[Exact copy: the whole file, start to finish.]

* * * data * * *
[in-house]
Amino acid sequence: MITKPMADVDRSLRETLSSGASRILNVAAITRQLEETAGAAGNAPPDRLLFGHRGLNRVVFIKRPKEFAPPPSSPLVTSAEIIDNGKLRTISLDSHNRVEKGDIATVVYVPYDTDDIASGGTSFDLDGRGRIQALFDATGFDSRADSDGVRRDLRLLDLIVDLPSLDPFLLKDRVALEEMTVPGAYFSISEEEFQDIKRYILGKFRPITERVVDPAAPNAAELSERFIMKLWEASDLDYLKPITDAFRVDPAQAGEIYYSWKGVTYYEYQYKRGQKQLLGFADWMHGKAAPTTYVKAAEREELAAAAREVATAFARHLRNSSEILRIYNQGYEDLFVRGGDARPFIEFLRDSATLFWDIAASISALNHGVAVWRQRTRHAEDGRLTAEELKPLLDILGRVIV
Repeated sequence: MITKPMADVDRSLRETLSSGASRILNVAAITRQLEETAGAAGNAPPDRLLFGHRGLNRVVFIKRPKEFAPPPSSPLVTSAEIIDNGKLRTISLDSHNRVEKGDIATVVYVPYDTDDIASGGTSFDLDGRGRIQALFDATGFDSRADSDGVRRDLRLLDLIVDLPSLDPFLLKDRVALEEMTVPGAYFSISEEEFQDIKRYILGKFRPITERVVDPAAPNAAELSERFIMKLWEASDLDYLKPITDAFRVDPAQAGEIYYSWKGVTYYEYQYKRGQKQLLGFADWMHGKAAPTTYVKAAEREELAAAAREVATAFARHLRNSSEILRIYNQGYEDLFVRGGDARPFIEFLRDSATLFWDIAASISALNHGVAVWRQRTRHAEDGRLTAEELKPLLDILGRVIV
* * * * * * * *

[in-house]
Amino acid sequence: MITKPMADVDRSLRETLSSGASRILNVAAITRQLEETAGAAGNAPPDRLLFGHRGLNRVVFIKRPKEFAPPPSSPLVTSAEIIDNGKLRTISLDSHNRVEKGDIATVVYVPYDTDDIASGGTSFDLDGRGRIQALFDATGFDSRADSDGVRRDLRLLDLIVDLPSLDPFLLKDRVALEEMTVPGAYFSISEEEFQDIKRYILGKFRPITERVVDPAAPNAAELSERFIMKLWEASDLDYLKPITDAFRVDPAQAGEIYYSWKGVTYYEYQYKRGQKQLLGFADWMHGKAAPTTYVKAAEREELAAAAREVATAFARHLRNSSEILRIYNQGYEDLFVRGGDARPFIEFLRDSATLFWDIAASISALNHGVAVWRQRTRHAEDGRLTAEELKPLLDILGRVIV
Repeated sequence: MITKPMADVDRSLRETLSSGASRILNVAAITRQLEETAGAAGNAPPDRLLFGHRGLNRVVFIKRPKEFAPPPSSPLVTSAEIIDNGKLRTISLDSHNRVEKGDIATVVYVPYDTDDIASGGTSFDLDGRGRIQALFDATGFDSRADSDGVRRDLRLLDLIVDLPSLDPFLLKDRVALEEMTVPGAYFSISEEEFQDIKRYILGKFRPITERVVDPAAPNAAELSERFIMKLWEASDLDYLKPITDAFRVDPAQAGEIYYSWKGVTYYEYQYKRGQKQLLGFADWMHGKAAPTTYVKAAEREELAAAAREVATAFARHLRNSSEILRIYNQGYEDLFVRGGDARPFIEFLRDSATLFWDIAASISALNHGVAVWRQRTRHAEDGRLTAEELKPLLDILGRVIV